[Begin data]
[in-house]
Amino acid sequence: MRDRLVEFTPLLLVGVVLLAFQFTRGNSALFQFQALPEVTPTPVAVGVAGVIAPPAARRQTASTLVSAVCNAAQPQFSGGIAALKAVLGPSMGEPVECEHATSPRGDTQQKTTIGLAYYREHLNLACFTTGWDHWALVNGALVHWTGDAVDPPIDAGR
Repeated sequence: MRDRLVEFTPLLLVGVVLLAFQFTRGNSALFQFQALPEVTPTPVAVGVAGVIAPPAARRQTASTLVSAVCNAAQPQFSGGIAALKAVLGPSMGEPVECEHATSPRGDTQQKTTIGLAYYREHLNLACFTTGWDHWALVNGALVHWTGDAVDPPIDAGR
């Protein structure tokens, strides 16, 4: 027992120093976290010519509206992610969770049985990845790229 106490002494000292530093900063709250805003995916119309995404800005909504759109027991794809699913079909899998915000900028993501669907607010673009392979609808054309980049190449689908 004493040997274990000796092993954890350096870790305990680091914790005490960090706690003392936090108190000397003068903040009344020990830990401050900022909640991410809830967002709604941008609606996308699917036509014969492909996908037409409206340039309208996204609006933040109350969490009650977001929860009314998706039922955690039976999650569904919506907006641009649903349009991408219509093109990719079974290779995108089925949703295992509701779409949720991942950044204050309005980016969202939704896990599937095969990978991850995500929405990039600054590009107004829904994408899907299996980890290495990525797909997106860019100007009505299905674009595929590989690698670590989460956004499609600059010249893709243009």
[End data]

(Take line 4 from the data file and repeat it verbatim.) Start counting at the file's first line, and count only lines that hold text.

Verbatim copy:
């Protein structure tokens, strides 16, 4: 027992120093976290010519509206992610969770049985990845790229 106490002494000292530093900063709250805003995916119309995404800005909504759109027991794809699913079909899998915000900028993501669907607010673009392979609808054309980049190449689908 004493040997274990000796092993954890350096870790305990680091914790005490960090706690003392936090108190000397003068903040009344020990830990401050900022909640991410809830967002709604941008609606996308699917036509014969492909996908037409409206340039309208996204609006933040109350969490009650977001929860009314998706039922955690039976999650569904919506907006641009649903349009991408219509093109990719079974290779995108089925949703295992509701779409949720991942950044204050309005980016969202939704896990599937095969990978991850995500929405990039600054590009107004829904994408899907299996980890290495990525797909997106860019100007009505299905674009595929590989690698670590989460956004499609600059010249893709243009």